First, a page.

Agile software development is at the core of Salesforce.com’s success, providing a framework for predictable high quality releases while fostering innovation, said the cloud provider’s head Agile coach, Evan Willey, in a session at Dreamforce 2012 last week. In this post, TheServerSide.com shares the Agile development techniques and advice Willey and Salesforce’s top development leaders delivered in that presentation.
Willey moderated the session, and panelists were Salesforce.com vice presidents Brian Zotter, Engineering and Cheryl Porro, Platform Quality Engineering, as well as Jason Winters, Principal Design Architect, User Experience; Pratima Arora, Director, Product Management; and Rajani Ramanathan, COO, Technology & Products.
Rapid growth pushed Salesforce.com toward its Agile practice, dubbed Adaptive Delivery Methodology (ADM), in the early 2000s. Delivering products quickly became difficult. Release schedules slowed down, and quality control was difficult. In fact, Saleforce.com issued only one major release in 2006. http://scottdunn.blogspot.com/2010/01/salesforcecom-success-with-agile.html
“It was a big shift going from waterfall to ADM,” but the release slowdown had to be fixed, said Porro. The company had to act quickly to deploy high-quality and innovative releases more frequently. The key to success was buy-in throughout the organization. “The whole team got on board,” Porro said. That’s true today, too, and every Salesforce.com employee is trained on ADM.
The team is a lot bigger than it was back in 1999. Salesforce.com started with three people in research and development when founded in 1999, and now has about 300 times more.
Like Agile development, an ADM core practice is iterative development with a goal of rapid feedback. Other key principles include:
- Eliminate waste by focusing only on what customer wants, not extra features. “Focus on the highest value delivered to customer, and get the most important thing out quickest,” said Porro.
- Build quality into every step and every player’s work. Salesforce.com embeds testing and quality in every process, said Willey. Porro noted that quality also drives innovation.
- Respect people, because that’s the engine that drives excellent delivery. “It’s about inspiring the team,” which requires continuous education and being open to ideas from all levels, said Porro.
Respect can be built into processes, said Ramanathan. “Provide a framework to take advantage of the talented people you’re hiring,” she said. One example is giving employees the option to change teams if they’re not happy on a team. Also, simple changes in processes can show respect for remote team members. When her stand-up meetings include on-site and remote team members, everyone calls in. “So, there’s not the dynamic of one group together in a room and others alone on the phone” missing non-verbal cues and often unable to hear everything said in the on-site room, she said.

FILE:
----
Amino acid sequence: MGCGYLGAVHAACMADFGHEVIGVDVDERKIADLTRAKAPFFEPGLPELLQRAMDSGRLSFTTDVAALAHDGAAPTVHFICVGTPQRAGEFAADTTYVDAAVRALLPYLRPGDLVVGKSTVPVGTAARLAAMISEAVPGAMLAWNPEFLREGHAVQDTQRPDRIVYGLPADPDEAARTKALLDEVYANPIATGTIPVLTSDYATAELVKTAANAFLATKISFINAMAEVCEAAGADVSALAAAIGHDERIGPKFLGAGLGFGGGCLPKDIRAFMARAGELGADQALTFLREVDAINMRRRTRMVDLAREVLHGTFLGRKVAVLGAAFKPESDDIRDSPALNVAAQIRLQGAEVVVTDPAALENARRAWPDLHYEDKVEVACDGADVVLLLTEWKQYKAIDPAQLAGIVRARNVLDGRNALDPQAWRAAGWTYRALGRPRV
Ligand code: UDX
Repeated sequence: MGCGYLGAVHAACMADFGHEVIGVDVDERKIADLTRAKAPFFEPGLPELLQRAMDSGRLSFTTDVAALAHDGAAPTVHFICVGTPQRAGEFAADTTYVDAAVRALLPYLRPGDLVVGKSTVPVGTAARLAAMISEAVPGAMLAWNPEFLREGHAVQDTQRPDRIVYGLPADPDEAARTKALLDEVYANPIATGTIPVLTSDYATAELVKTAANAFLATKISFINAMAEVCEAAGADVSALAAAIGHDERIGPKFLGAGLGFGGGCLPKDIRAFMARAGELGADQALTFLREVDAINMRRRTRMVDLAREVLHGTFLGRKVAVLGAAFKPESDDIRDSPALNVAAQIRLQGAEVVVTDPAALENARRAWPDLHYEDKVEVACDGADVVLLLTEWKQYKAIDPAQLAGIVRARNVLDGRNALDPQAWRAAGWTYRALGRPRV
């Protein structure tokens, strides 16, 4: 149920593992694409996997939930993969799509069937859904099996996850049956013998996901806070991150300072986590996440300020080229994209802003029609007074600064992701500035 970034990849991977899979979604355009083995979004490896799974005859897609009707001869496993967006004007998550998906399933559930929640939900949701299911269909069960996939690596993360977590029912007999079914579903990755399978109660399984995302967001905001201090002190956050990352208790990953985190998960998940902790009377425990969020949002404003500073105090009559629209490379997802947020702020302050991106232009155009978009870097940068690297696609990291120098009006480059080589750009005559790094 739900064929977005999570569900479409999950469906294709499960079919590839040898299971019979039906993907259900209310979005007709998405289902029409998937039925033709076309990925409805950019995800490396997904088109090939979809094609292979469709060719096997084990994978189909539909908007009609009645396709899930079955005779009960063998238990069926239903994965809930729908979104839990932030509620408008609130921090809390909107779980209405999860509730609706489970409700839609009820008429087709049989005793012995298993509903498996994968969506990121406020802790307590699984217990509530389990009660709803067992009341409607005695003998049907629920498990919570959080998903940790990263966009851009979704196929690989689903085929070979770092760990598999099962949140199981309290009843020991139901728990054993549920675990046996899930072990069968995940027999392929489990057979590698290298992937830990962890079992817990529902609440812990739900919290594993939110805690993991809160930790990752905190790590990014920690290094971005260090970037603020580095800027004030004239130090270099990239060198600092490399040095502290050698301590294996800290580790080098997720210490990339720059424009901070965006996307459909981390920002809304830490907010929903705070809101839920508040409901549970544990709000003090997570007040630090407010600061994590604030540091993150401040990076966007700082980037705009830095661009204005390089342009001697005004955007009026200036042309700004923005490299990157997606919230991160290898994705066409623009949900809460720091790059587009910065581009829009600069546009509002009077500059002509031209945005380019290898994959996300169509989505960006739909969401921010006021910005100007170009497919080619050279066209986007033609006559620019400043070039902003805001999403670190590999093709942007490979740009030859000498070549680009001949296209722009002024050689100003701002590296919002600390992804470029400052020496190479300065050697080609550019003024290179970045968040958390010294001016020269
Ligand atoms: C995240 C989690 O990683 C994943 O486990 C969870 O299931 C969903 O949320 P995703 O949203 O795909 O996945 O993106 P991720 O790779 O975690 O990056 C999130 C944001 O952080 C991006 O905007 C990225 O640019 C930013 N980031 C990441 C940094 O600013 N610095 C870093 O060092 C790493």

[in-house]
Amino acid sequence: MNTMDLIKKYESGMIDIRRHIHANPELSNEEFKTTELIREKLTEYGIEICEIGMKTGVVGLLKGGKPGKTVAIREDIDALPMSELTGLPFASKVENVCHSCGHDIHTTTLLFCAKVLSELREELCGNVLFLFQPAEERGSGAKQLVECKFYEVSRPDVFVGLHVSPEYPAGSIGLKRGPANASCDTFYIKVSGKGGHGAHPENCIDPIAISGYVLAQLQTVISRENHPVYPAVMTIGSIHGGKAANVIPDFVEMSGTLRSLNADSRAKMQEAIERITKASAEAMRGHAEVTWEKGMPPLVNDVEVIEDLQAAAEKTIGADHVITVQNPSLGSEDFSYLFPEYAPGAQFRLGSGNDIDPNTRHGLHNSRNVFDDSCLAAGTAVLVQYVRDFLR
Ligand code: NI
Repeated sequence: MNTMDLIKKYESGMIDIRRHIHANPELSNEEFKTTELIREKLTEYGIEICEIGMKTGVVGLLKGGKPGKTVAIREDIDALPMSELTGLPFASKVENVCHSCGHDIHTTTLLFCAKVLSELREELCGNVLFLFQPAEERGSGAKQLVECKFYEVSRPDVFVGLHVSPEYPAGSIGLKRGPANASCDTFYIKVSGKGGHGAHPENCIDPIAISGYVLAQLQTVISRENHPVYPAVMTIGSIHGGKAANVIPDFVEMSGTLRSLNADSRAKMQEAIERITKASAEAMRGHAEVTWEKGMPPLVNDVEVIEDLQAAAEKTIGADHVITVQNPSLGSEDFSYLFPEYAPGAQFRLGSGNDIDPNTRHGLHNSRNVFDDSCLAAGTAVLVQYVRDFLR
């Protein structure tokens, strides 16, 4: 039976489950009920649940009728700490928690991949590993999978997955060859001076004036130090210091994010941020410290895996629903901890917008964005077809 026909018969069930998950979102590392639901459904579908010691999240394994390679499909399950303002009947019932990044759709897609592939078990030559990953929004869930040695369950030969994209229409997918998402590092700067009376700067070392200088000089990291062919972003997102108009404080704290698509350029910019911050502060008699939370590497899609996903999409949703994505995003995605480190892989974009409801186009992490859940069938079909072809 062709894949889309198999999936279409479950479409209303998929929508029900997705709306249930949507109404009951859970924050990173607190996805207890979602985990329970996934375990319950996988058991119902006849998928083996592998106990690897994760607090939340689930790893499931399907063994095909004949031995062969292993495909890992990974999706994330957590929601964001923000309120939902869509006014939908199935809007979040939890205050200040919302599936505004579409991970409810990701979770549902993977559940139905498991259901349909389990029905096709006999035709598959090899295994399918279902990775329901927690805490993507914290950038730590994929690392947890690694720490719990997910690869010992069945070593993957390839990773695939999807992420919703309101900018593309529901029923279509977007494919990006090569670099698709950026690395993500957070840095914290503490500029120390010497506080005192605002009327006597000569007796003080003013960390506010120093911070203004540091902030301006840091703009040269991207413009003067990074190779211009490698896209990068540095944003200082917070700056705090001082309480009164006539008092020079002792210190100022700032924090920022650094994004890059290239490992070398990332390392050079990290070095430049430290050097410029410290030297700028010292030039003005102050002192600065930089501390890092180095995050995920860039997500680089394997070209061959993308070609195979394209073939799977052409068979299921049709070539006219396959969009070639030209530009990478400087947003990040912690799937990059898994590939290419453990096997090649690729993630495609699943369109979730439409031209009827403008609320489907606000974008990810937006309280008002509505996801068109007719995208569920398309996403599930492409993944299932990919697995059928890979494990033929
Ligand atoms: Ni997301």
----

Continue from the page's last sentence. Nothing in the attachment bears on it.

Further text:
- Empower team members to make just-in-time (JIT) decisions. Giving team members the ability to make urgent decisions helps break dependencies that can cause missed iteration deadlines. Give your team members at every level room to operate, said Willey. Arora noted that rapid changes in technology and strategy calls for empowering JIT decision-making.
“Agile is a bottom-up process, which gives authority at the bottom to say what works best or doesn’t work in the process,” said Aurora. “It gives power to the people.”
- Fast delivery is crucial. “Fast delivery helps us meet our goals of getting feedback and validation quickly,” said Zotter. ADM teams use pilots, focus groups and other means of getting quick feedback. Winters noted that seeking constant feedback is a “way to protect the trust of enterprise customers while innovating.”
Agile-based ADM has been an unmitigated success for Salesforce.com. Late releases are non-existent, and a three-times-a-year release schedule for product lines is a reality.
ADM and Agile will help Salesforce.com adapt to market and technology changes, said the panelists, naming mobile development as a current top challenge.
“The mobile revolution is pushing the limits of Agile and Scrum,” said Winters. “It’s an innovation explosion!” ADM principles help to make it through.
Winters also delivered the session’s final piece of Agile advice: “Always question what you are doing!”